PB: An interesting part of working at General Motors design was that they had just finished the GM Tech Center campus, and it was this beautiful aerostar design area in Warren, Michigan, where I went to work. Not everything had been organized or completed, so they had a room there that was going to be the GM library that had not yet been organized as such. I used to spend my lunch hours down there going through anything that I could find that I was interested in—the history of automobile design and engineering and what had been done in Europe.
They subscribed to most of the European automobile magazines; there wasn’t much in the United States at that time except Road & Track, that was the key magazine here at that time. But there were a lot of pretty good European things out there. Going through all that I happened to find a small group of papers that were done on mimeograph. All written in German, it was a white paper that had been done in the late ‘30s at Dr. Kamm’s studio in Germany on the automotive aerodynamics of the prototype cars they had done for cars called Wanderer and another for a company called Audi.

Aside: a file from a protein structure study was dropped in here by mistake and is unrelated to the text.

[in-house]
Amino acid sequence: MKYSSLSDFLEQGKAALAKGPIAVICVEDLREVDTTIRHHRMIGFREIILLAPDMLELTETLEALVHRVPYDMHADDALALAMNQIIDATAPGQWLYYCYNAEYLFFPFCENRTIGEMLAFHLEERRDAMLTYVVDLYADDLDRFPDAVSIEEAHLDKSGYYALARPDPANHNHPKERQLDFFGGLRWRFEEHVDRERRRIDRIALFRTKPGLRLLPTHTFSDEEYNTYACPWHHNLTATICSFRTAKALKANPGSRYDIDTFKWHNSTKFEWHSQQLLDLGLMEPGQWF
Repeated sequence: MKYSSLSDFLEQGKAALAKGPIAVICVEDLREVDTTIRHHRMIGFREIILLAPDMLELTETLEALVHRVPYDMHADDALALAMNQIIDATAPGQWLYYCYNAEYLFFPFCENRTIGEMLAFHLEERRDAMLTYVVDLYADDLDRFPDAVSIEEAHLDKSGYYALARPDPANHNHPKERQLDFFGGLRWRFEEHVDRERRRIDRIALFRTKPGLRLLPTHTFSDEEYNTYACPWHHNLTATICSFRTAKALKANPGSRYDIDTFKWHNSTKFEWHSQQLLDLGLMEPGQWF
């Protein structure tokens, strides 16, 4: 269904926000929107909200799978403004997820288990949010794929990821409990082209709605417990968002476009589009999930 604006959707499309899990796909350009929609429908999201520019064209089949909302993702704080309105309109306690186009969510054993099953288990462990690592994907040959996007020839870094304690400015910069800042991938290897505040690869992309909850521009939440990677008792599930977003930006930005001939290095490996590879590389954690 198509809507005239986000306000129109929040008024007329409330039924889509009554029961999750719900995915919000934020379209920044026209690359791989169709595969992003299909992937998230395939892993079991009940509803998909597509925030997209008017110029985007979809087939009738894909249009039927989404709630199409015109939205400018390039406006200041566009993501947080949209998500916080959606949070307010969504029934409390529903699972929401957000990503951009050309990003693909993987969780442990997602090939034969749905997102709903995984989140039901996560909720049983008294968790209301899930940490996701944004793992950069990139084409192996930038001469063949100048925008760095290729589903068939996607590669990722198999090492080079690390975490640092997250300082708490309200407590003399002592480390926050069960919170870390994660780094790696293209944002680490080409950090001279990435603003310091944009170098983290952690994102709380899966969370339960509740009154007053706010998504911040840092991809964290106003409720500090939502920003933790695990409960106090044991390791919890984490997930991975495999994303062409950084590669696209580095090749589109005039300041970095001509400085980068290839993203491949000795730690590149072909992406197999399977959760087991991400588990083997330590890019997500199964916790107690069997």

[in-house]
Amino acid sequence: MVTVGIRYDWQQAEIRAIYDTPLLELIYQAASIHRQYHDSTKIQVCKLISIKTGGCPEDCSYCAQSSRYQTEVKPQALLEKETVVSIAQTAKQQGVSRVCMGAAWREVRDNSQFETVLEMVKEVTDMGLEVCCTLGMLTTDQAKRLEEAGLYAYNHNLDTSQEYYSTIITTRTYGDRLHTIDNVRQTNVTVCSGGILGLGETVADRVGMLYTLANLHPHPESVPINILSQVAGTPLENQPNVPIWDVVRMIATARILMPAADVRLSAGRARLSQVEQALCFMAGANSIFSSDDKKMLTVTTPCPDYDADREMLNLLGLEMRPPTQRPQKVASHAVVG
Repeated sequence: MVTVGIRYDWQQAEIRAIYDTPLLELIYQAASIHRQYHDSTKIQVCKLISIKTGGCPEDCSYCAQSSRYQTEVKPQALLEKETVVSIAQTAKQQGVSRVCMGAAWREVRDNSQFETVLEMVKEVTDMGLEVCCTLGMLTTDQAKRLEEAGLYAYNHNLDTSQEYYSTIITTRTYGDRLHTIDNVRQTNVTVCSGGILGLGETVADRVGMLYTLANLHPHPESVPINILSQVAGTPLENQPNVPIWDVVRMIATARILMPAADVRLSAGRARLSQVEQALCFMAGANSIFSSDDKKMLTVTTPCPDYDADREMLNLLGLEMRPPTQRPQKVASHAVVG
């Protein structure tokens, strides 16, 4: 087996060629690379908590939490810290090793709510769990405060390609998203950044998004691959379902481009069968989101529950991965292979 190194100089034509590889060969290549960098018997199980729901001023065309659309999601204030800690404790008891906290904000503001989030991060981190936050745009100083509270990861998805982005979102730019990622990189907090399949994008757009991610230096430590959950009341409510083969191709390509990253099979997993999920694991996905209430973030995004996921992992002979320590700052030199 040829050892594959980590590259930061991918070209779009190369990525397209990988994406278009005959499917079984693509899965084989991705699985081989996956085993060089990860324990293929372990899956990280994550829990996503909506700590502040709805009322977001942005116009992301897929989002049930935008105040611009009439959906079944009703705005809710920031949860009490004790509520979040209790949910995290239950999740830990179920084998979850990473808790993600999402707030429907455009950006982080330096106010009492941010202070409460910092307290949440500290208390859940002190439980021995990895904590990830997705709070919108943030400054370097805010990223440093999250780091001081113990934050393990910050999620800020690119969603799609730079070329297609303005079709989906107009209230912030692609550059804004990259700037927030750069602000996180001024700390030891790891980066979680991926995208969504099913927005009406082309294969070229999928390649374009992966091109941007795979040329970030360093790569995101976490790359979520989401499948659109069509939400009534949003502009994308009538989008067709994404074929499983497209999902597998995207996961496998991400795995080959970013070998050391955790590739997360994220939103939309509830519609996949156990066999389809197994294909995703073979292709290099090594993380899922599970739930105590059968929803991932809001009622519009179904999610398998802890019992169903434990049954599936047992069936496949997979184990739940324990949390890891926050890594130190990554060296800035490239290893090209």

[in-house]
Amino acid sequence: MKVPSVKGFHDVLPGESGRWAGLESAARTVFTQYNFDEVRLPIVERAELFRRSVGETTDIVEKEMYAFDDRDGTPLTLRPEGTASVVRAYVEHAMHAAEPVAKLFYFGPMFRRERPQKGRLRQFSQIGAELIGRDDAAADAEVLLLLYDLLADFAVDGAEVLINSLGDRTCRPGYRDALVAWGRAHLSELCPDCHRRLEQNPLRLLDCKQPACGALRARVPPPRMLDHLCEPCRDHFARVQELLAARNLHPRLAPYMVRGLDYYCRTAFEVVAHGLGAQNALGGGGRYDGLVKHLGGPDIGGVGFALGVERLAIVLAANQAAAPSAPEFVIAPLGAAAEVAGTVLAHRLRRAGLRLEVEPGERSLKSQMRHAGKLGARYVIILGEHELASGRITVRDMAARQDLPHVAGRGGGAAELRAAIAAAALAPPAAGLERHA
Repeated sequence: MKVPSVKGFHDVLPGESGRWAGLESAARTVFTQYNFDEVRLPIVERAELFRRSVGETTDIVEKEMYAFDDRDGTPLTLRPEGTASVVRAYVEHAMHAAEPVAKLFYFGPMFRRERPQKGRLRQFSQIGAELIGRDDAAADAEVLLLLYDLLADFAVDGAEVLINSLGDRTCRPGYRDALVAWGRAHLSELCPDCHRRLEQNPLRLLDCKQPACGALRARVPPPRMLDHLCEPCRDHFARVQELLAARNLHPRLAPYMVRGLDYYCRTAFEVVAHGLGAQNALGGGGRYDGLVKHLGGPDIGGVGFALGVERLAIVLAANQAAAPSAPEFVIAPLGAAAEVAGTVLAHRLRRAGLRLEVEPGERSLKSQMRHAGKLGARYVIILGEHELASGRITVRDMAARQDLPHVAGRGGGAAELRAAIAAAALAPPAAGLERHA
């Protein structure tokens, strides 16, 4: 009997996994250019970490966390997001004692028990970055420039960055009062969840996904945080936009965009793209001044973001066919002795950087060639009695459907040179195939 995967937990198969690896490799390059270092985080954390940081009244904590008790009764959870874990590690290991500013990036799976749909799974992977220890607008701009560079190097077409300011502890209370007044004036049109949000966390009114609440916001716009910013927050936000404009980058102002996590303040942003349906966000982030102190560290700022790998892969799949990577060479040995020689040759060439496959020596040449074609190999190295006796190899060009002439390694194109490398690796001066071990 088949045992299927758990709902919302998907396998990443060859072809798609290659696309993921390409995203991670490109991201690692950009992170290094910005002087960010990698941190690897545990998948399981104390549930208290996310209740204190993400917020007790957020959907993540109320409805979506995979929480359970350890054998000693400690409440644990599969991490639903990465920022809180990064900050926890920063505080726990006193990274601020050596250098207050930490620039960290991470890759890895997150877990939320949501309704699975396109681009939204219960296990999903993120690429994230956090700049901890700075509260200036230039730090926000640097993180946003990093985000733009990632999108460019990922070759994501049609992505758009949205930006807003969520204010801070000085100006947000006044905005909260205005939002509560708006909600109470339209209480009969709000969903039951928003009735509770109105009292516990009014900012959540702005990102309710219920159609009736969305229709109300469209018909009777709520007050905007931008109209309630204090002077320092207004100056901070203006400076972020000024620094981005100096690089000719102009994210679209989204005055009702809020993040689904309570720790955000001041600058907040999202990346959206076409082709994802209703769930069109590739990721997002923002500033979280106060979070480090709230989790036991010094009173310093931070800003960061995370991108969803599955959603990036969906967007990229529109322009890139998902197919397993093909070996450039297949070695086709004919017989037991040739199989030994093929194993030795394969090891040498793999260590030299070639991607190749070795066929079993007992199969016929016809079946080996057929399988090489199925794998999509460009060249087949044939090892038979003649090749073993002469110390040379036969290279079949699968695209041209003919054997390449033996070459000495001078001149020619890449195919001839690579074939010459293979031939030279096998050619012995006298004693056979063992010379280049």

Dr. Kamm and a young guy who was working for him named Reinhard von Koenig-Fachsenfeld had really revolutionized the idea on aerodynamics. Von Koenig-Fachsenfeld was a champion motorcycle racer—he was an aristocrat, a very wealthy young guy, but he raced motorcycles in 1924 and became the champion in Germany. He did it by understanding aerodynamics very well; riding, you get to understand what’s creating drag and what’s creating the speed. He had eventually gone to work for a Paul Jaray, who was the recognized father of streamline design. He had developed that whole process just after WWI. He’d gone to work for the zeppelin factory and figured out how to make zeppelins the best shape so that the air flowed over with the least amount of drag. He applied that in a patent that he applied for in 1933 to automotive design with his streamlining back. It was not a very practical way to work because it had the length to frontal area ratio of the zeppelin, meaning the automobiles would have been 50 feet long.